The Eye Site of Virginia collaborated with a reclamation design company to create the coolest optical shop south of the Mason-Dixon line.
After meeting at The Ohio State University College of Optometry and graduating together in 2009, Julie Brown, OD, and Shannon Zollinger, OD, initially went their own ways to start their careers. The two friends, however, soon saw the opportunity to start their own business together and in early 2013 moved to southwestern Virginia, where they purchased an existing business, The Eye Site, in Collinsville, near the North Carolina border. About a year later they decided to do things differently, and that’s when Black Dog Salvage came in.
Created in 1999 as the inspiration of entrepreneurs Mike Whiteside and Robert Kulp, the Roanoke, VA-based company specializes in the reclamation, repurposing and resale of architectural, commercial and industrial elements and fixtures. Salvaged materials include doors, windows, stained glass, wrought iron, vintage plumbing and hardware, as well as period lighting, art tile, garden statuary and antique store counters. Their show, Salvage Dawgs, has been airing on the DIY/HGTV network since 2012.
Something Old, Something Borrowed
In fall of 2014, The Eye Site contacted Black Dog Salvage for the chance to have their renovation recorded for an episode. With total access granted, the three-part filming schedule began in October. The project took a full four months to complete from design, the tearing down of a nearby barn, coordinating with Black Dog Salvage and final installation of the wood floors, dispensing tables and frame boards.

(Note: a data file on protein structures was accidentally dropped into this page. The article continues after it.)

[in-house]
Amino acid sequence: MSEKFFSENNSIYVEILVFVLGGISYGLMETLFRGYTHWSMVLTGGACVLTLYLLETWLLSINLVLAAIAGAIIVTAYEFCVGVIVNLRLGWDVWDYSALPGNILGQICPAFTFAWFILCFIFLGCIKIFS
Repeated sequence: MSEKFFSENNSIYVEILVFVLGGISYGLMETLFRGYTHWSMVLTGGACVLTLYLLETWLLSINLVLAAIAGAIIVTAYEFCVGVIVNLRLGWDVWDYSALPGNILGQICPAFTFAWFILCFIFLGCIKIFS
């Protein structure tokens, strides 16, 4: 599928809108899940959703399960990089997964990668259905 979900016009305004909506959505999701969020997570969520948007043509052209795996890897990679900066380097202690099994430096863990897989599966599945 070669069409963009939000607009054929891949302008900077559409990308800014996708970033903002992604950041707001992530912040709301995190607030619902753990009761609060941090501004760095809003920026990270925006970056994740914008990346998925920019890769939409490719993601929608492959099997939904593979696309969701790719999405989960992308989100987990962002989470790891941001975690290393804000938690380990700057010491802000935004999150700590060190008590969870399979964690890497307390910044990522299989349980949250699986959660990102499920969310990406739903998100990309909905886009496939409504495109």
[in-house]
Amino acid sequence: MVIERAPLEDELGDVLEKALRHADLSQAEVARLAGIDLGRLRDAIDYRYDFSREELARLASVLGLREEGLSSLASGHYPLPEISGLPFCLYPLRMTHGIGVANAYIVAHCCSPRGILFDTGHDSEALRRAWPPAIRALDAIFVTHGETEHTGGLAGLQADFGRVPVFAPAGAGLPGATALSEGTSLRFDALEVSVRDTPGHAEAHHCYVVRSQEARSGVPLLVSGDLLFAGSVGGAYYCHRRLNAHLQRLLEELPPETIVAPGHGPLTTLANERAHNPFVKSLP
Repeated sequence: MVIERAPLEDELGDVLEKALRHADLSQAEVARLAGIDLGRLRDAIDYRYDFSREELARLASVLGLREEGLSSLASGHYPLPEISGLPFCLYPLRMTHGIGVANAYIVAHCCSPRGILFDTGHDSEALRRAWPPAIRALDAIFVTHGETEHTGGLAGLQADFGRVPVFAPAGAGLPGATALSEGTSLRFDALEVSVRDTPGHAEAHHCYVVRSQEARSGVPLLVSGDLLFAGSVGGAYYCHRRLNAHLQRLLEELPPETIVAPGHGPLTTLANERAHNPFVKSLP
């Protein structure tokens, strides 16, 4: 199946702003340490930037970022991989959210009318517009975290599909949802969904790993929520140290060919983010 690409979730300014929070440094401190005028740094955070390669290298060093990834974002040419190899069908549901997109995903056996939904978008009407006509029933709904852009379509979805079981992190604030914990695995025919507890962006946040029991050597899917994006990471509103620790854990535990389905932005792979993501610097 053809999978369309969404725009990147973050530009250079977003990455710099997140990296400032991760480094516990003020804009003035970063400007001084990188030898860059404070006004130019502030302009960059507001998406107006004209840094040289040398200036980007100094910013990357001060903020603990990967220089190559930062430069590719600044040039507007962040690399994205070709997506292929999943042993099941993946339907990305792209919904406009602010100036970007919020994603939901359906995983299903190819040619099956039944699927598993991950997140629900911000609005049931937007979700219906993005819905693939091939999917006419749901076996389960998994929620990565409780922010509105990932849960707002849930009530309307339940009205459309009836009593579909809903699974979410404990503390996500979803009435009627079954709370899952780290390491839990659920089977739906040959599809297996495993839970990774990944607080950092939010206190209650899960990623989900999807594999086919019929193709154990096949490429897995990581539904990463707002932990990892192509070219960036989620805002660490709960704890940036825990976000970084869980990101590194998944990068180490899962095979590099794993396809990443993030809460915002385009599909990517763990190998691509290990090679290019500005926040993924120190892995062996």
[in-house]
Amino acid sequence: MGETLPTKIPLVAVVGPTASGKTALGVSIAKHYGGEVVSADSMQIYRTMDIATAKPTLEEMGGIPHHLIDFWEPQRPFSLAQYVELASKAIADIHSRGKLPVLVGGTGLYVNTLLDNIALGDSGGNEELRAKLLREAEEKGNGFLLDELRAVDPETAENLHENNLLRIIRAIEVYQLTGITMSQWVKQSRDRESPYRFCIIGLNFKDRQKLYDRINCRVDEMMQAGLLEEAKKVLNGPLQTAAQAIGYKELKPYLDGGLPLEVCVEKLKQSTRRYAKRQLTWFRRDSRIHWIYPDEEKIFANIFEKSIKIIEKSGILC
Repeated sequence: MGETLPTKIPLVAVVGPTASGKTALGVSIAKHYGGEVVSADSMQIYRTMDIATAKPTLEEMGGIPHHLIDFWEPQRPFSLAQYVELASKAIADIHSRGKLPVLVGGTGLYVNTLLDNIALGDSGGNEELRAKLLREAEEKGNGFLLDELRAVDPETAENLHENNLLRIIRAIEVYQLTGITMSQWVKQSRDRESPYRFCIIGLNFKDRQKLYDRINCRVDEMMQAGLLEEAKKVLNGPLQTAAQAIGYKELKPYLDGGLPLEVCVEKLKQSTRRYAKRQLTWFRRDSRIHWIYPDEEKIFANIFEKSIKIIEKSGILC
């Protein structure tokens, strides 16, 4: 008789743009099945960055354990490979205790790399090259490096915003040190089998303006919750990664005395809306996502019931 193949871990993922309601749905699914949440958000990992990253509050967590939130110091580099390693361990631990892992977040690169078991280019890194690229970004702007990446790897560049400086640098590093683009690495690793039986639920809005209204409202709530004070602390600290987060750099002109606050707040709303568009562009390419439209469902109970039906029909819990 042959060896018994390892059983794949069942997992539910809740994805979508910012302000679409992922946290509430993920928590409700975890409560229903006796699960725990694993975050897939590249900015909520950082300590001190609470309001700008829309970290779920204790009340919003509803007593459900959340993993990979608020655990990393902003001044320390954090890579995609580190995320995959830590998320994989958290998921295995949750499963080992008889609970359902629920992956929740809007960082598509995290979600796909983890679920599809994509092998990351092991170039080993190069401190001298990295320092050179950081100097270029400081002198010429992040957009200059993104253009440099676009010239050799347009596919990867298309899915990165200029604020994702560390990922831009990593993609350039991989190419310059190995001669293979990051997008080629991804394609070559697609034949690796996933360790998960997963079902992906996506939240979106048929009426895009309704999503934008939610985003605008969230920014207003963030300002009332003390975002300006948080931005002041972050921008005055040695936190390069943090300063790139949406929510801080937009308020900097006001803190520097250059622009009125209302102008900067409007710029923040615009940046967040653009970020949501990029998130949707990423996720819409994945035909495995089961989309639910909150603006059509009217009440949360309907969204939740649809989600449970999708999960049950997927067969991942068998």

In the end, where there once was a staid, sanitary dispensary replete with generic office furniture and wall-to-wall carpeting was transformed into a hip, 21st-century optical with hardwood floors, frame boards and dispensing tables, all handcrafted by Black Dog Salvage. The reclaimed wood used as a wall mount for the frame boards came from two barns in nearby Bland, VA. It took two days to dismantle and collect enough usable timber from the barns to mount on the walls. The weathered wood was coupled with galvanized piping to give it an industrial-rustic look.
Meanwhile, the wood used for the four new dispensing tables was salvaged from a bourbon mill, and the legs for the dispensing tables feature salvaged Egyptian wrought iron.
Overall, the feedback has been overwhelmingly positive. After an open house last year that attracted local media and featured kids activities and food catered by local companies, the word-of-mouth has really taken off. “Our shop fits the area completely as we are in a little bit of a rural setting,” said Brown. “Patients love the details and the involvement of BDS-a local celebrity business-with the project. Every employee in the practice had a helping hand in making this optical transformation a reality and we all take pride in this.”
Anthony Floreno is editor of Vision Care Venture.